The history of Northwestern High School football wasn’t always steeped in glory, but in 1972, with coach Bill Pelkey leading the way, the Tigers had their first undefeated regular season before state playoffs existed.

Pelkey guided the Tigers to their only state championship in 1988, a Division 3 title that capped off a dominating year.

“They kind of whooped everybody back then,” Colin Trautt said.

Trautt, a senior running back and safety on this year’s Northwestern team, has heard all about it. That’s because his father, Eric Trautt, was a running back for the Tigers in ’88, transferring from South Shore to Northwestern that year with the goal of a state championship in mind.

Now the younger Trautt would like to do the same thing. That journey starts Friday, Sept. 25 with the season opener in Chetek.

Newsletter signup for email alerts

“Winning a state title is always the ultimate goal, but maybe a little more for me than for anybody. I’ve got a little added motivation,” Trautt said.

Trautt is coming off a season in which he led the Tigers with 143 carries for 1,067 yards and 13 touchdowns. He also caught 13 passes for 234 yards and three more scores.

After putting up those kinds of numbers, Trautt was asked what his goal was this year, but he is team-first all the way.

“Individually, I’m not concerned with records, but a state championship, that’s it, and the team goal would be the same thing,” he said.

Northwestern assistant coach Andy Lind also coached that ’88 team and likes to draw parallels between father and son.

“Oh yeah,” Colin Trautt said, laughing. “He gives you all of it.”

While winning a state title would be a dream come true for the Tigers, with the country still in the midst of the coronavirus pandemic, it will be interesting to see if they even get the chance after going 11-1 and advancing to the state quarterfinals last year.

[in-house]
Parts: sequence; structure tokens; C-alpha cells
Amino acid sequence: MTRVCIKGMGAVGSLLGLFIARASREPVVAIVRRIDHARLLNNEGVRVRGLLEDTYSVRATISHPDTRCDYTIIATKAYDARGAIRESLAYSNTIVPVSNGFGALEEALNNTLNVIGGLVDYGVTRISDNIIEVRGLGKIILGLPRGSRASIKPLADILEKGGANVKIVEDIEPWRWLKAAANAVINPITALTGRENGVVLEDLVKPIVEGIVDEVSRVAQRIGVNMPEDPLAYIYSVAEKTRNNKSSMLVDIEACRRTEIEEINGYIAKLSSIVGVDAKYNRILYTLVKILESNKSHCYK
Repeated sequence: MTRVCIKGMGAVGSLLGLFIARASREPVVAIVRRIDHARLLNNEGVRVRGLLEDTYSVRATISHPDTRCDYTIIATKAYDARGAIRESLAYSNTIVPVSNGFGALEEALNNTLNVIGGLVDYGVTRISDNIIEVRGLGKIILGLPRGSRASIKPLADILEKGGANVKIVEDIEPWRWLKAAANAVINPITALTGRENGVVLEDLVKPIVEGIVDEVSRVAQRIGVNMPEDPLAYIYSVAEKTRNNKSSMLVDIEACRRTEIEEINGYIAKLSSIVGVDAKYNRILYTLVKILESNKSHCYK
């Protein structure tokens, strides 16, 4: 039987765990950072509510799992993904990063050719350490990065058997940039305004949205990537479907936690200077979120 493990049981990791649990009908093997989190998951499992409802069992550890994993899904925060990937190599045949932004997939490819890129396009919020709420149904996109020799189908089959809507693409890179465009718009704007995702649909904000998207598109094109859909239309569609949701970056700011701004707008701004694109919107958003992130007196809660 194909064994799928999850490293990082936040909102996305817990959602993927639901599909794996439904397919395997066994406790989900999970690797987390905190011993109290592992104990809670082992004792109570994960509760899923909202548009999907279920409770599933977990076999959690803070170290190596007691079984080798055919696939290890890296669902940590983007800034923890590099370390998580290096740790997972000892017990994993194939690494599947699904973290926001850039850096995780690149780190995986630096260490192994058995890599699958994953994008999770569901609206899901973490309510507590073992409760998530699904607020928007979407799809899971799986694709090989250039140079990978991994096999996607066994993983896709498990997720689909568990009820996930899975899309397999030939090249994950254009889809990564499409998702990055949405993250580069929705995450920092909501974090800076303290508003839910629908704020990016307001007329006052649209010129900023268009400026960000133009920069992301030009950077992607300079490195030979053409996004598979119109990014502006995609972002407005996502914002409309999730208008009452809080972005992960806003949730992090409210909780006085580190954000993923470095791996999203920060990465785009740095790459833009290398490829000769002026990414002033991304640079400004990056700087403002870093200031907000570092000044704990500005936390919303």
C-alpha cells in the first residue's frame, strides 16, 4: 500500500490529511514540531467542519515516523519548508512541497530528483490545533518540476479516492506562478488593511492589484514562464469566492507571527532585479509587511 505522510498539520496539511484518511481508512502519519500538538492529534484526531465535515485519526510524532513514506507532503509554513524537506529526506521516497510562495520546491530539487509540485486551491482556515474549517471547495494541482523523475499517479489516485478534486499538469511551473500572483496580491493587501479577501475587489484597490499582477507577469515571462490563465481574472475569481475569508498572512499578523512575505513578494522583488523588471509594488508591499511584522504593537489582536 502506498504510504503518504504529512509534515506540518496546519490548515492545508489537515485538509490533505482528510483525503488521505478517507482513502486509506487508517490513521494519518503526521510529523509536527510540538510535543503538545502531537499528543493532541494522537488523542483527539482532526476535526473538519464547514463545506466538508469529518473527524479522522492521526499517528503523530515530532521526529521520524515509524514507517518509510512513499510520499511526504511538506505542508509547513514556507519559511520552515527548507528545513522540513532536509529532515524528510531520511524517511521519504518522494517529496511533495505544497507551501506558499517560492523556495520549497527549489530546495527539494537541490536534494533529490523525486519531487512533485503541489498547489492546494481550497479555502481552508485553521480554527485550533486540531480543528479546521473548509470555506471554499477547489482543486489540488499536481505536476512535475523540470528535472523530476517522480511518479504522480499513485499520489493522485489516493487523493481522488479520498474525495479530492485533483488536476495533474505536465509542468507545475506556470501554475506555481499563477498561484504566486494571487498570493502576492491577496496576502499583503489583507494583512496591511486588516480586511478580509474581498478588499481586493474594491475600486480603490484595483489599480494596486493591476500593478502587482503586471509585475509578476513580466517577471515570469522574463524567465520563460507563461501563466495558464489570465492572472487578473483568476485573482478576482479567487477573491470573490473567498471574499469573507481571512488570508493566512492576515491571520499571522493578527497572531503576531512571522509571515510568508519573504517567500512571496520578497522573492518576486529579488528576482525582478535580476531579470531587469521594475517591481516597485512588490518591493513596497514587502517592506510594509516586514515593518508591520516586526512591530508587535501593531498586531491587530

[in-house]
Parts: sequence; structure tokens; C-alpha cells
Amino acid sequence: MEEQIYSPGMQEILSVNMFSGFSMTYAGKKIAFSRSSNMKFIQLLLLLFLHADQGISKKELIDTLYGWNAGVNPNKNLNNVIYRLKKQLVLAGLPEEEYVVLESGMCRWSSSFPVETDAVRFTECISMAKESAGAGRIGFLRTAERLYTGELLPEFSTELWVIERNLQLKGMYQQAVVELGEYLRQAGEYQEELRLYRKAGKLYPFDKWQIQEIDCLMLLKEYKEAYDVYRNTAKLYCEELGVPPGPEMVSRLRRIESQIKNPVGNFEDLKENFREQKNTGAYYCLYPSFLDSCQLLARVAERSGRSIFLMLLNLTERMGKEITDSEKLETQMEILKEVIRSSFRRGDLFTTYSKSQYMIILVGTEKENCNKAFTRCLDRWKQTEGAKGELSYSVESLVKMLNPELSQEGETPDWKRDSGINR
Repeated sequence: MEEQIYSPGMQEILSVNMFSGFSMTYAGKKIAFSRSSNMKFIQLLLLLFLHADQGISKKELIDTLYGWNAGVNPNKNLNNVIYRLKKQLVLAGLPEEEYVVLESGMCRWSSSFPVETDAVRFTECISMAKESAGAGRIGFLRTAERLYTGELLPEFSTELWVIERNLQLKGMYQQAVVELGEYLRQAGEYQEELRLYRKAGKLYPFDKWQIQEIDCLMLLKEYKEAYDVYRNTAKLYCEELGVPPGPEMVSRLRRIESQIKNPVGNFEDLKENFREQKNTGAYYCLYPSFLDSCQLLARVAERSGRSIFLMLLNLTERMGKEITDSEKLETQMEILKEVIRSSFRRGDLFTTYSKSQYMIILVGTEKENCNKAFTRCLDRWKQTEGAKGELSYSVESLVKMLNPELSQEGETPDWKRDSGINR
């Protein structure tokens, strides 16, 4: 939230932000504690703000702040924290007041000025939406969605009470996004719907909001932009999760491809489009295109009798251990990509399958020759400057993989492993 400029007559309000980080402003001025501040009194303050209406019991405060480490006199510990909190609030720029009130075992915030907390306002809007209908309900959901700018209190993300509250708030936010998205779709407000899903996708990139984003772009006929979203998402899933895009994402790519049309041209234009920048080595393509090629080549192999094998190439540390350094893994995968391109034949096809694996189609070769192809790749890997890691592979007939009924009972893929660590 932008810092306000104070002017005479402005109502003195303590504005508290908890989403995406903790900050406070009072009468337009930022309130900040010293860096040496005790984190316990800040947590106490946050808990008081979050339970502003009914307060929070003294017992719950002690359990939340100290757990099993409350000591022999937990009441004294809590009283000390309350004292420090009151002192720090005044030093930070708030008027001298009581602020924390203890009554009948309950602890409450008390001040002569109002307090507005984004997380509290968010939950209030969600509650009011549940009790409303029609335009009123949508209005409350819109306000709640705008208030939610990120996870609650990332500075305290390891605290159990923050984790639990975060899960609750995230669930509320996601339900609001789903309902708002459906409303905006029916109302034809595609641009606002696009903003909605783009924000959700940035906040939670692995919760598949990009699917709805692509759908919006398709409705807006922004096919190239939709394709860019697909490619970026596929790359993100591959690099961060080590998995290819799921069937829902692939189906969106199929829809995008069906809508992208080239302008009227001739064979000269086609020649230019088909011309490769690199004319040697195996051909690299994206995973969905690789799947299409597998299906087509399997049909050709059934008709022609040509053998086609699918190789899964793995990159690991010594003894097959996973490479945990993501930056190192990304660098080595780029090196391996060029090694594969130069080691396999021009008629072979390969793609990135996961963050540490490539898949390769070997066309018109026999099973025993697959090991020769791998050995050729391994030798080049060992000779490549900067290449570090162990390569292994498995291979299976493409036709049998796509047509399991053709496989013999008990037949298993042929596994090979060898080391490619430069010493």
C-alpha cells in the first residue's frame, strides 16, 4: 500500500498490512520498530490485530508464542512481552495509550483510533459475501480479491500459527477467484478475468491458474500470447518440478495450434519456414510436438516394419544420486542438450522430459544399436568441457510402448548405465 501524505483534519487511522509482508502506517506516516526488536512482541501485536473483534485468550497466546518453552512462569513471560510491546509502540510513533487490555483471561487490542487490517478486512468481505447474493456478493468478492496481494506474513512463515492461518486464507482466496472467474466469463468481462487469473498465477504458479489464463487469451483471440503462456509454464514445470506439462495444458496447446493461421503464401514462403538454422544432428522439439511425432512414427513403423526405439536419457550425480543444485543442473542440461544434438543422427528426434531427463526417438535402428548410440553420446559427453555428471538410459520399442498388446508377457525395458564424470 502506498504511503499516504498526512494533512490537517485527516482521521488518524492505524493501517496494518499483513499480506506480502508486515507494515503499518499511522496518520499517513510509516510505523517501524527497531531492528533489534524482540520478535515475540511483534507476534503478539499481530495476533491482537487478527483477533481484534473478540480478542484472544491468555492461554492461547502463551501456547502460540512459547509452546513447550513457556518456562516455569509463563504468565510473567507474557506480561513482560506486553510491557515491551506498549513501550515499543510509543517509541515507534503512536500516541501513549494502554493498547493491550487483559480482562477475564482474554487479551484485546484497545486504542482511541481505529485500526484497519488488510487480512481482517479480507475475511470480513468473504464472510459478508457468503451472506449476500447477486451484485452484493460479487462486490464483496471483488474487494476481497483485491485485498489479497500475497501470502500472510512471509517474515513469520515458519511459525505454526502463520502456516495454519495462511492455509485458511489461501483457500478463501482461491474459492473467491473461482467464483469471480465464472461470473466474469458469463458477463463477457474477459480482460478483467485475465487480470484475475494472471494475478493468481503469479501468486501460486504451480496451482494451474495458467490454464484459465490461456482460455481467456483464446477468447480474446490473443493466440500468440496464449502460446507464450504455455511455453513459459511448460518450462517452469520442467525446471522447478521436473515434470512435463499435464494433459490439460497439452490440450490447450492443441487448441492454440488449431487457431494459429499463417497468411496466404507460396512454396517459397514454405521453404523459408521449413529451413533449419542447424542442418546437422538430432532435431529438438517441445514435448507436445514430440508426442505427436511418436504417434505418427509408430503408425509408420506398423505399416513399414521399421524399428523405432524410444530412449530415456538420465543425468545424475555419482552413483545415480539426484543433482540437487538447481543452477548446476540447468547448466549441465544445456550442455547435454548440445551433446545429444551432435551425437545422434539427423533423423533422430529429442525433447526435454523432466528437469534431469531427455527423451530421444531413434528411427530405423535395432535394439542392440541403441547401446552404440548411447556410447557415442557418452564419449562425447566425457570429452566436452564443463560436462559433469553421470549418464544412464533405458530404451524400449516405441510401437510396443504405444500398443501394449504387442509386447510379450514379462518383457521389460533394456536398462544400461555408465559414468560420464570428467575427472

“We’re hoping,” Trautt said.

The biggest question will be at quarterback, where Northwestern graduated Jake Brill, who was 51-for-98 passing for 1,101 yards, with 16 touchdowns to just two interceptions.

Coach Jovin Kroll has a COVID-ready QB plan in place with senior Braden Trautt, Colin’s first cousin, and sophomore Luke Sedin splitting time under center.

“Braden, being a senior, is definitely more polished, having played the position longer, while Luke has a really high ceiling,” Kroll said. “He’s a strong-armed baseball player like Jake was, with a heckuva lot of potential.”

Northwestern’s senior quarterback Braden Trautt takes a snap during practice in Maple Thursday, Sept. 17.  (Jed Carlson / jcarlson@superiortelegram.com)
Northwestern’s senior quarterback Braden Trautt takes a snap during practice in Maple Thursday, Sept. 17. (Jed Carlson / jcarlson@superiortelegram.com)

Among the standouts on defense are defensive lineman Adam Thompson and outside linebackers Titus Graden and Brennen Werner.

“They’re very ready,” Kroll said. “I think there is some anxiousness there, seeing everything going on around them, with various schools still having issues with COVID. They just want to get there and have the opportunity, that’s the big thing. Our kids are doing everything they can to make sure they can play. They’ve been masking up.”

Kroll said that the Heart O’ North Conference represents six counties. With much of the protocols in Wisconsin being handled at the county level, everything is going to vary by school.

Friday the team will probably meet up in the gym, rather than a tight locker room. Afterward, they'll head home.

“I think they’re fine not showering and just stinking up the parents’ car on the ride home,” Kroll said, laughing. “That’s the preferred way of the kids these days, anyway. We’ll see.”

Northwestern is scheduled for seven conference games, with playoffs still to be determined.

Northwestern assistant coach Andy Lind, left, watches as the line runs through a drill during practice at Gordon L. Nelson Field in Maple Thursday, Sept. 17.  (Jed Carlson / jcarlson@superiortelegram.com)
Northwestern assistant coach Andy Lind, left, watches as the line runs through a drill during practice at Gordon L. Nelson Field in Maple Thursday, Sept. 17. (Jed Carlson / jcarlson@superiortelegram.com)

Kroll said he has about a half-dozen players interested in playing college football, including Colin Trautt, who has received interest from Bemidji State.